The study also reveals the influence of other factors such as ideology, nationality, gender, level of education and size of area of residence on the extent of religious practise by individuals. The majority of Catholics and non-practising Catholics are centre-right women of Spanish nationality. Left-wing non-practising Catholics are mostly village dwellers with a low level of education.

Source: Informe Juventud en España 2004, INJUVE, Ministerio de Trabajo y Asuntos Sociales, 2005, pp. 533-534. See the study’s findings (in Spanish, Section IV, "Valores, Participación").

D 13 September 2012   

Changes in religious values and opinions among students

On the other hand, a survey carried out on University students by Fundaciòn BBVA between the end of 2004 and January 2005, reveals a low level of religiosity among them (average of 3.3 out of 10, (...)

On the other hand, a survey carried out on University students by Fundaciòn BBVA between the end of 2004 and January 2005, reveals a low level of religiosity among them (average of 3.3 out of 10, using multivariate criteria). Of the 3000 students who participated in the study, those who say that they are "not in anyway religious" (nada religiosos) are as high as 52.4%.
The data gathered shows an increasing detachment from the Roman Catholic doctrine and influence of the Church’s authorities. The Roman Catholic Church is the least trusted institution among the students. A large consensus appears in their opinions on current issues affecting society. 8.8 out of 10 students interviewed support the idea of unmarried couples living together, 8.4 support the use of human artificial reproduction methods, 7.9 are in favour of same-sex marriage, 7.8 support single parenthood, 7.5 euthanasia, 7 abortion and 6.8 back adoption by homosexual couples.Finally, the lowest level of religiosity is found among students in the social and experimental sciences.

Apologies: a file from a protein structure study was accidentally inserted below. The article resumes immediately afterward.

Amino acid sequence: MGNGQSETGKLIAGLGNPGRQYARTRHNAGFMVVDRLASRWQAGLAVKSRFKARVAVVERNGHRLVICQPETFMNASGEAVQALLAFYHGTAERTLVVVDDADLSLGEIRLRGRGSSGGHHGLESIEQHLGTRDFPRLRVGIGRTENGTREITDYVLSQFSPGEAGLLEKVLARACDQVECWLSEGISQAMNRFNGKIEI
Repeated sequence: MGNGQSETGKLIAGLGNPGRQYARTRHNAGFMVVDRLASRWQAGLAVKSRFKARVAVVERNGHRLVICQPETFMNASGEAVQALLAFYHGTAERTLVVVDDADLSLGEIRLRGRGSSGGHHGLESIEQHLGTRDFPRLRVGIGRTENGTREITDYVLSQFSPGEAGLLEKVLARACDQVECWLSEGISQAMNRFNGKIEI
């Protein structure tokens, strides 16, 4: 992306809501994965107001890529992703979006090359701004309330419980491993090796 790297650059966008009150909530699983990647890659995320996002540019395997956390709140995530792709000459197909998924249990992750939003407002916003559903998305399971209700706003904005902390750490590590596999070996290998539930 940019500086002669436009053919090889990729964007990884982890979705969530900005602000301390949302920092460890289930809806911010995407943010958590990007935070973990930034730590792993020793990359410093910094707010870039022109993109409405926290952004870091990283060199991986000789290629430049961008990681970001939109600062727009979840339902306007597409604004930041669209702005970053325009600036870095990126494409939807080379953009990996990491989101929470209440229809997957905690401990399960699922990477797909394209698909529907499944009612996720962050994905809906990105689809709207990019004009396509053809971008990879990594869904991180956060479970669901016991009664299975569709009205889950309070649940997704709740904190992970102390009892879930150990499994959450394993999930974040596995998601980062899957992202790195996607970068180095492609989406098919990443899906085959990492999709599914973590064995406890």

See the findings of the survey (in Spanish) (section III, p. 16-17).
See the French translation of the survey by Claude Proeschel.

D 13 September 2012    APuerto García

The immigrant Muslim community in Spain

In April 2010, the Metroscopia Institute published the results of a survey entitled "The immigrant Muslim Community in Spain" (La Comunidad Musulmana de origen inmigrante en Espana). The survey (...)

In April 2010, the Metroscopia Institute published the results of a survey entitled "The immigrant Muslim Community in Spain" (La Comunidad Musulmana de origen inmigrante en Espana). The survey had been commissioned by the Spanish Government, the Ministry of the Interior, the Ministry of Justice and the Ministry of Work and Immigration, within the framework of the National Plan for the Alliance of Civilisations.
The survey firstly allows us to grasp the evolution in religious self-determination among the population concerned, which, between 2006 and 2009, shows a downward trend in practising Muslims (from 52 to 41 %) in favour of Muslims who practise occasionally or not at all.
A second set of questions deals with the way life is experienced in Spain, how compatible Islam is with it and, more generally, with democratic values. These are broadly asserted, along with general confidence in Spanish institutions. On conditions for exercising worship, immigrant Muslims are largely in favour of state neutrality in religious matters. A minority of them (13 %) state that they had encountered obstacles to practising their religion. Finally, most respondents consider that Western countries guarantee the major, fundamental values more than Muslim countries do, as well as favourable economic and social conditions.

D 13 September 2012    AClaude Proeschel

CNRS Unistra Dres Gsrl